First, because the classes are made up of students from various majors, the class must focus on general academic vocabulary, structures and topics and not specific ones. This is reinforced by the prescribed text book which provides the teacher with general topics, general academic vocabulary, and general language skills. While this isn’t necessarily a bad thing, it doesn’t always prepare the students for the topics they will cover or the skills that they will need in their future courses.

During the first semester, the main focus is on listening and speaking skills. Each chapter in the book provides the students with authentic listening tasks in the form of broadcasts and conversations. In order to better prepare the students for authentic listening activities that students might face in the classroom or on standardized test, other listening activities are supplemented into the course. These activities include a guest speaker, short lectures, and listening activities that are found on standardized tests. While these activities are often more difficult than those in the book, they offer students a chance to experience things that they will hear in an academic setting.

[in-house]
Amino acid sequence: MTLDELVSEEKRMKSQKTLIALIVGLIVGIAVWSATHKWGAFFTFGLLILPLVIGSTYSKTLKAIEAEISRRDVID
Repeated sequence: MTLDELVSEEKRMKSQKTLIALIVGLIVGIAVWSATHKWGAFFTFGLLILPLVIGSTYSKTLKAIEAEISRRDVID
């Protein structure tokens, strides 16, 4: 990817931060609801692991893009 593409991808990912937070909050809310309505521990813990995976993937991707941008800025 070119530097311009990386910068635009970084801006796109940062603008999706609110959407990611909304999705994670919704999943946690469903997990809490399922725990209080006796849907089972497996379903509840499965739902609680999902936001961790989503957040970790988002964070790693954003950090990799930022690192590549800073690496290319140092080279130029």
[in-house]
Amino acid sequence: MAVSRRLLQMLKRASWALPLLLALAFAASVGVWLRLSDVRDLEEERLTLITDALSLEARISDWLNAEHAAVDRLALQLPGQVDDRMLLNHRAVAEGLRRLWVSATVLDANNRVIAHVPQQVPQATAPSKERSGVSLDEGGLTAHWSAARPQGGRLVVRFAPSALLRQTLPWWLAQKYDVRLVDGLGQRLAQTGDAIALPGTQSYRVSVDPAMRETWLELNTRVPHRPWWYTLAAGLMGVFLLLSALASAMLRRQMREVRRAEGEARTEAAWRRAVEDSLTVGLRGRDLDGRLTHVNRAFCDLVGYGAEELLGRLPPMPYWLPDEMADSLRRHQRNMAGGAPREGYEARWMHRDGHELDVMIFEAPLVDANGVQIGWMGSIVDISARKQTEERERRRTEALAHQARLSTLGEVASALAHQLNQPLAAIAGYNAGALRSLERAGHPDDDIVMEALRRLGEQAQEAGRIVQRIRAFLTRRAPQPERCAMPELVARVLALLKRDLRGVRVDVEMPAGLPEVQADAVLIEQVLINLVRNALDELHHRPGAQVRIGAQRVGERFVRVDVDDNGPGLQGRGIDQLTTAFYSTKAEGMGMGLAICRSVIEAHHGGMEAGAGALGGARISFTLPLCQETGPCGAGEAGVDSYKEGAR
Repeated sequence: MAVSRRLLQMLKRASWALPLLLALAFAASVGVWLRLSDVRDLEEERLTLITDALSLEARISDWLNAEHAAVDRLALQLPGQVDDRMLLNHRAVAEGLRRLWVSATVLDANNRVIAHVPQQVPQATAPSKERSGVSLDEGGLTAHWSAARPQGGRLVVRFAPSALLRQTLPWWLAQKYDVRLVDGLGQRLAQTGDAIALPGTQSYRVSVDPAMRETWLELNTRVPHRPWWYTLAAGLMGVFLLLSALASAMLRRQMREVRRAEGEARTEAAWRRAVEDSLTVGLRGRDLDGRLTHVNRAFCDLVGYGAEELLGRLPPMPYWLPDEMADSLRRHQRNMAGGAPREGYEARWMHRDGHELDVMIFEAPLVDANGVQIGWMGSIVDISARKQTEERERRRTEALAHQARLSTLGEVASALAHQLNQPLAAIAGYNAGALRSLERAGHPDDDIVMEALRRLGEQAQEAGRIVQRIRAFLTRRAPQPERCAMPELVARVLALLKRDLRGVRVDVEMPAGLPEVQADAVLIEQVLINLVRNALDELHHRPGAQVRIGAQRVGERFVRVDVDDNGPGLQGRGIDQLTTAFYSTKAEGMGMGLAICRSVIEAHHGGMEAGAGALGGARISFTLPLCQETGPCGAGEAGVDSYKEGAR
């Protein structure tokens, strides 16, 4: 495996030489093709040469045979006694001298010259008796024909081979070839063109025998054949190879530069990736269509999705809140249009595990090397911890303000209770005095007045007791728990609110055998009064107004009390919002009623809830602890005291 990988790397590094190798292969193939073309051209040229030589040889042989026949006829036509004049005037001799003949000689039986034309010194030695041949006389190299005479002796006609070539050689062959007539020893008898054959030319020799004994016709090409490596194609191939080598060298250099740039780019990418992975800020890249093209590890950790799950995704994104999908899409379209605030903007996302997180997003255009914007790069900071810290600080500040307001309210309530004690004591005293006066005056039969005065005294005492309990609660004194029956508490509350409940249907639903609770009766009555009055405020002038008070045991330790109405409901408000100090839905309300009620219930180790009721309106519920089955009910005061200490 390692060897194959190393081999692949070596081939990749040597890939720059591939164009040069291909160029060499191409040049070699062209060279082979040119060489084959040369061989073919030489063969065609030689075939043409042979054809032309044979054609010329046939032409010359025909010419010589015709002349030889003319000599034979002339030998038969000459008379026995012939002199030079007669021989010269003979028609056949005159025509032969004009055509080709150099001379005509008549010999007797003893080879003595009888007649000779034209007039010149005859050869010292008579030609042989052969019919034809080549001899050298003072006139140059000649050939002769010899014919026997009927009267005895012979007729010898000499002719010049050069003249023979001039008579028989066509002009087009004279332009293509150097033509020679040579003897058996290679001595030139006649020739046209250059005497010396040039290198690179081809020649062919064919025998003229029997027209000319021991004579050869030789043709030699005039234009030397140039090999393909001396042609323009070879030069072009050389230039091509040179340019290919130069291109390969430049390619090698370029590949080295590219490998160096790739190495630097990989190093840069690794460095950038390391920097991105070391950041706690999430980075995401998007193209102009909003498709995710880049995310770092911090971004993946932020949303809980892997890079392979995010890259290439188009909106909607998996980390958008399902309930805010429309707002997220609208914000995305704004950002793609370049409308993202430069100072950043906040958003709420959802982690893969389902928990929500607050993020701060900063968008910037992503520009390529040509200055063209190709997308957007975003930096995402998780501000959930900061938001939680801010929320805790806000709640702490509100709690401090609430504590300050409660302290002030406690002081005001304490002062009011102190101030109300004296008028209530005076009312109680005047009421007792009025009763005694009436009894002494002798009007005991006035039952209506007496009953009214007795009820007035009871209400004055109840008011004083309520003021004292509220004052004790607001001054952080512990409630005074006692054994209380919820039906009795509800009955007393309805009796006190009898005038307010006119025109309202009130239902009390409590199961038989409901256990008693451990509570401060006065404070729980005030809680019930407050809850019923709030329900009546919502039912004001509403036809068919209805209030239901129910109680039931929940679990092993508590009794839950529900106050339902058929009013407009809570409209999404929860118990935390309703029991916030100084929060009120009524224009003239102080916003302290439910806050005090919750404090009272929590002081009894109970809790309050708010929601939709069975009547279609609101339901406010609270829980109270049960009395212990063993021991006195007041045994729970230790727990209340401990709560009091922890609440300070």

The text book provides a variety of speaking opportunities in the form of debates and presentations, and these are altered to meet the needs of the students. While the listening tasks in the book are often too easy, the speaking tasks are often too difficult and time consuming for the student and the course. In order to better meet the needs of the students and to provide them with ample time to improve their public speaking, they don’t do a debate or presentation at the end of every chapter like the book suggests. Instead, the speaking activities are scaffolded and modeled at first. Also, the length of the speaking tasks is reduced and the tasks are usually performed in front of partner or small group instead of the whole class. It isn’t until after the midterm that students are expected to be able to speak for an extended length in front of an audience. This approach has been adopted, because many of the students aren’t accustomed to presenting in their own language to large groups and most aren’t familiar with any presentation skills.